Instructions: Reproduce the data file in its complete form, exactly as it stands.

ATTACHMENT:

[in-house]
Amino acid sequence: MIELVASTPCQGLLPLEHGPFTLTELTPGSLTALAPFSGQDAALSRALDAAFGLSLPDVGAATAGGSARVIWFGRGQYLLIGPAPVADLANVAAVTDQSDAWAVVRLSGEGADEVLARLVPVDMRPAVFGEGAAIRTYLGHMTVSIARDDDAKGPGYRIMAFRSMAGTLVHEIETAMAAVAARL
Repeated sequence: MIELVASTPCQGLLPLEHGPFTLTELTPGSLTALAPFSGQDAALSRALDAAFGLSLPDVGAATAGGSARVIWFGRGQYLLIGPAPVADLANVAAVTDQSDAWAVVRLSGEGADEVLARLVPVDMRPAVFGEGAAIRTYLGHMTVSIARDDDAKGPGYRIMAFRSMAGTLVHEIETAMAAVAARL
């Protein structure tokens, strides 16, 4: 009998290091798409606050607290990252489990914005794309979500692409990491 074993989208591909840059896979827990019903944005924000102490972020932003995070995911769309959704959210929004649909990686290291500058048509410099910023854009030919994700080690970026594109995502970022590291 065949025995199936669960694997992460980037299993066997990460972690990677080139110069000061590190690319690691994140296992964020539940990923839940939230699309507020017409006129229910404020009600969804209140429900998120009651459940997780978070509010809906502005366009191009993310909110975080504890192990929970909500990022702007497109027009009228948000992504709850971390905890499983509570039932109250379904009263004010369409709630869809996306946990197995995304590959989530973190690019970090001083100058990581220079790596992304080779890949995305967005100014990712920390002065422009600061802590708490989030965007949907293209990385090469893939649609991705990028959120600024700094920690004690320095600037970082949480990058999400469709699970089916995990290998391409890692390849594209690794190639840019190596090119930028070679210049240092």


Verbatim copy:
[in-house]
Amino acid sequence: MIELVASTPCQGLLPLEHGPFTLTELTPGSLTALAPFSGQDAALSRALDAAFGLSLPDVGAATAGGSARVIWFGRGQYLLIGPAPVADLANVAAVTDQSDAWAVVRLSGEGADEVLARLVPVDMRPAVFGEGAAIRTYLGHMTVSIARDDDAKGPGYRIMAFRSMAGTLVHEIETAMAAVAARL
Repeated sequence: MIELVASTPCQGLLPLEHGPFTLTELTPGSLTALAPFSGQDAALSRALDAAFGLSLPDVGAATAGGSARVIWFGRGQYLLIGPAPVADLANVAAVTDQSDAWAVVRLSGEGADEVLARLVPVDMRPAVFGEGAAIRTYLGHMTVSIARDDDAKGPGYRIMAFRSMAGTLVHEIETAMAAVAARL
């Protein structure tokens, strides 16, 4: 009998290091798409606050607290990252489990914005794309979500692409990491 074993989208591909840059896979827990019903944005924000102490972020932003995070995911769309959704959210929004649909990686290291500058048509410099910023854009030919994700080690970026594109995502970022590291 065949025995199936669960694997992460980037299993066997990460972690990677080139110069000061590190690319690691994140296992964020539940990923839940939230699309507020017409006129229910404020009600969804209140429900998120009651459940997780978070509010809906502005366009191009993310909110975080504890192990929970909500990022702007497109027009009228948000992504709850971390905890499983509570039932109250379904009263004010369409709630869809996306946990197995995304590959989530973190690019970090001083100058990581220079790596992304080779890949995305967005100014990712920390002065422009600061802590708490989030965007949907293209990385090469893939649609991705990028959120600024700094920690004690320095600037970082949480990058999400469709699970089916995990290998391409890692390849594209690794190639840019190596090119930028070679210049240092």